How I Work: Marc Benioff
The CEO of leaves the BlackBerry behind, turns off the cell phone, and reserves nonwork time for himself.
Interview by David Kirkpatrick, FORTUNE senior editor

(FORTUNE Magazine) - My No. 1 job as CEO is to communicate and move information from one part of the organization to the other--or to and from customers. I have a phone in my car, but I don't carry a phone with me. I don't want people to be able to get me unless I want to be gotten. Otherwise I would be on it all the time.

Today I had a personal errand to run. Then I bought some bran muffins and drove home. When I'm in my car, it's fair game. But when I'm buying bran muffins, I don't really want my cellphone to ring. I do need some personal time.

Benioff makes time for the gym five times a week.
Benioff makes time for the gym five times a week.
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How I work
E-mail and voicemail; yoga and personal assistants; structure and grooving: A dozen accomplished people tell what works for them. (See the gallery.)

At (Research) we have an e-mail culture. We're all constantly making decisions on e-mail. So it can become an addiction, and that has to be regulated. I was one of the first users of a BlackBerry, several years ago. But I felt connected all the time.

Even in the middle of my yoga class, I was leaving to check my BlackBerry. That's when I knew I had a problem. So I stopped using it. I do have one again now, to send an e-mail in an emergency.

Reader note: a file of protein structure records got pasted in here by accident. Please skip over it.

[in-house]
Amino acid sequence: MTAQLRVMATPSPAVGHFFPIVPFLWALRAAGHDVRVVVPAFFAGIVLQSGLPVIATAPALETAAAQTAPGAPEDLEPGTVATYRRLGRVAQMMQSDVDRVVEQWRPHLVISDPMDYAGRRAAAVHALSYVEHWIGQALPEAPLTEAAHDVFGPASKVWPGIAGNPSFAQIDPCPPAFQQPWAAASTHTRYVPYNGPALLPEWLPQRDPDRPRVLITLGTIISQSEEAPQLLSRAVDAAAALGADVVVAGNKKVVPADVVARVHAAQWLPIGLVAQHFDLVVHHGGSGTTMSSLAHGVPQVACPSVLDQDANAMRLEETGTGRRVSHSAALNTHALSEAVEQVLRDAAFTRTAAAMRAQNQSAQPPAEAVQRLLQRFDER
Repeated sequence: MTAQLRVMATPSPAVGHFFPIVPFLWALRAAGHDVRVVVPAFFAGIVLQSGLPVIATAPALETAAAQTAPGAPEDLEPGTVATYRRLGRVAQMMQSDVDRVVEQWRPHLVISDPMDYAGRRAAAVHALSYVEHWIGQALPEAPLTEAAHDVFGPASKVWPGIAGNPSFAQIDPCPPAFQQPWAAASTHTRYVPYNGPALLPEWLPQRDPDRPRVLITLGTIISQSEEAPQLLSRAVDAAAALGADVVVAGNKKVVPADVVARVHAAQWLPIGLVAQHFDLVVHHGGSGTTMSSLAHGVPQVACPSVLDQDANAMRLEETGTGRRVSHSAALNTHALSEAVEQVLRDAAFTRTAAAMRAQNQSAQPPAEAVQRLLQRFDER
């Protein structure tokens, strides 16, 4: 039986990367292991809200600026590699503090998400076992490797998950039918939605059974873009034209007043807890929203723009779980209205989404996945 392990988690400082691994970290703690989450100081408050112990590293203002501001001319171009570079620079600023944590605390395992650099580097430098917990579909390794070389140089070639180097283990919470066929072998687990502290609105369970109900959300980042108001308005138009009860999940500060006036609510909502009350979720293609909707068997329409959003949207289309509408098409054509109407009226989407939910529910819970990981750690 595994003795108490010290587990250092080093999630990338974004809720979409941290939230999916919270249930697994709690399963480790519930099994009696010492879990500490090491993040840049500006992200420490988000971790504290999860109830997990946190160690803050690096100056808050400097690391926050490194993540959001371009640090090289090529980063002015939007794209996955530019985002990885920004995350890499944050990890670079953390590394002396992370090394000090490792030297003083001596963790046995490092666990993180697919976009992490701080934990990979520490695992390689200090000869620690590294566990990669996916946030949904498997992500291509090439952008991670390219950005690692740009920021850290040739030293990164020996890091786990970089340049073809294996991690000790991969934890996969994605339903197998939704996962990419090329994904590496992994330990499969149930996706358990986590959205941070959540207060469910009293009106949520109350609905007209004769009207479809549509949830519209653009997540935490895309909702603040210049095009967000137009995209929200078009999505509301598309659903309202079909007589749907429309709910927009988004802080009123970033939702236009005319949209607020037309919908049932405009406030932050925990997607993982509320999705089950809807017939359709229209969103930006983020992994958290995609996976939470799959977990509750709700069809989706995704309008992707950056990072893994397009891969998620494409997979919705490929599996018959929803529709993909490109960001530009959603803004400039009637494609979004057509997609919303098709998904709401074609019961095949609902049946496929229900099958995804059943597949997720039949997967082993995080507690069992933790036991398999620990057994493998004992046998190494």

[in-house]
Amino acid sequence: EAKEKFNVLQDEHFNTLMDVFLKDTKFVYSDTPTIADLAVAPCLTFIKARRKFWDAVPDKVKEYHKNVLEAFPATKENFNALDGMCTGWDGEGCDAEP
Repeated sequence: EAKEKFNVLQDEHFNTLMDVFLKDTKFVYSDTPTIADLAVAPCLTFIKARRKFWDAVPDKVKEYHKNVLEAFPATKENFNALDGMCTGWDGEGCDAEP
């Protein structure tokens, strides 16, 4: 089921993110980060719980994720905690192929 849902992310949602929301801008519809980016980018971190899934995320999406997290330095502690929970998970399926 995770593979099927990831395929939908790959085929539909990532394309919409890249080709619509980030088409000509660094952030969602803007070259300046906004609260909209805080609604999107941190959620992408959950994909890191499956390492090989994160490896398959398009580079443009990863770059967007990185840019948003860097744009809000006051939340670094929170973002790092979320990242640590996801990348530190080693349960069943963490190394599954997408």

Both of my assistants have access to my e-mail. They read it and clean it up. They keep only the messages that are important. I delegate a lot to them.

I approve all hires in the company. But sometimes I cannot get to everything. So my assistant Tim has the authority to approve hires as long as they meet certain criteria. It helps that Tim was my college roommate and has known me since 1982.

In my home I have a T1 line, which is unusual. It costs me about $600 a month. But I want to have the best level of communications quality possible. I'm talking to you on a Cisco (Research) IP phone. I also use a Polycom VSX 3000 that sits on my desk and allows me to videoconference with any of my executives worldwide. It's very cheap and all Internet-based.

Everybody needs a place and time to disconnect. My mornings are generally reserved for myself. I get up around 7 A.M., clear my e-mail, touch base with my assistant, and then work out. It's on my schedule, and my assistant is not allowed to change it unless I'm traveling.

Five times a week for an hour, plus yoga three times a week. It relieves stress and gets me into a nonwork environment on a regular basis. It's critical to my peace of mind and well-being.


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